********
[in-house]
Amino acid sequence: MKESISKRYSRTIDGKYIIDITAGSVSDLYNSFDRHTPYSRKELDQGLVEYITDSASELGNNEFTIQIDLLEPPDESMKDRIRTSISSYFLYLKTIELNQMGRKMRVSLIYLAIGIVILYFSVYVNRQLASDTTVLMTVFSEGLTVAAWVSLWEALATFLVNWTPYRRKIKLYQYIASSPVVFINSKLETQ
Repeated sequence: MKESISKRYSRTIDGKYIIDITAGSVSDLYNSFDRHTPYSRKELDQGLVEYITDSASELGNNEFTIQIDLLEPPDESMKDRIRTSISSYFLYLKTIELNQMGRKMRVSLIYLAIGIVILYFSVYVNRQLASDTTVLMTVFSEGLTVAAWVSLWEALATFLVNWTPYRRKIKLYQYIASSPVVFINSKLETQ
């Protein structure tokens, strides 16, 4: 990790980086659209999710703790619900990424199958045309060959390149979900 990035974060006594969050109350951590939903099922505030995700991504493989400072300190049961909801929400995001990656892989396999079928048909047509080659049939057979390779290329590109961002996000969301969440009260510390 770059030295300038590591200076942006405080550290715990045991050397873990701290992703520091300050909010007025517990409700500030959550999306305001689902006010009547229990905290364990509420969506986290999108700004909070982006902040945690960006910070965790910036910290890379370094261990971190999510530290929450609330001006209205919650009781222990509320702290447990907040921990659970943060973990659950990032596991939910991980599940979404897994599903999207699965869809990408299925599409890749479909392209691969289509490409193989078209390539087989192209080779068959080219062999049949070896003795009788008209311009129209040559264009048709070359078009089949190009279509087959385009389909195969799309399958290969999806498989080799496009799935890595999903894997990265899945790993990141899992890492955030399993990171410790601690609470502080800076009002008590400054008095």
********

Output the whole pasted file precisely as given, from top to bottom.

[in-house]
Amino acid sequence: MKESISKRYSRTIDGKYIIDITAGSVSDLYNSFDRHTPYSRKELDQGLVEYITDSASELGNNEFTIQIDLLEPPDESMKDRIRTSISSYFLYLKTIELNQMGRKMRVSLIYLAIGIVILYFSVYVNRQLASDTTVLMTVFSEGLTVAAWVSLWEALATFLVNWTPYRRKIKLYQYIASSPVVFINSKLETQ
Repeated sequence: MKESISKRYSRTIDGKYIIDITAGSVSDLYNSFDRHTPYSRKELDQGLVEYITDSASELGNNEFTIQIDLLEPPDESMKDRIRTSISSYFLYLKTIELNQMGRKMRVSLIYLAIGIVILYFSVYVNRQLASDTTVLMTVFSEGLTVAAWVSLWEALATFLVNWTPYRRKIKLYQYIASSPVVFINSKLETQ
């Protein structure tokens, strides 16, 4: 990790980086659209999710703790619900990424199958045309060959390149979900 990035974060006594969050109350951590939903099922505030995700991504493989400072300190049961909801929400995001990656892989396999079928048909047509080659049939057979390779290329590109961002996000969301969440009260510390 770059030295300038590591200076942006405080550290715990045991050397873990701290992703520091300050909010007025517990409700500030959550999306305001689902006010009547229990905290364990509420969506986290999108700004909070982006902040945690960006910070965790910036910290890379370094261990971190999510530290929450609330001006209205919650009781222990509320702290447990907040921990659970943060973990659950990032596991939910991980599940979404897994599903999207699965869809990408299925599409890749479909392209691969289509490409193989078209390539087989192209080779068959080219062999049949070896003795009788008209311009129209040559264009048709070359078009089949190009279509087959385009389909195969799309399958290969999806498989080799496009799935890595999903894997990265899945790993990141899992890492955030399993990171410790601690609470502080800076009002008590400054008095």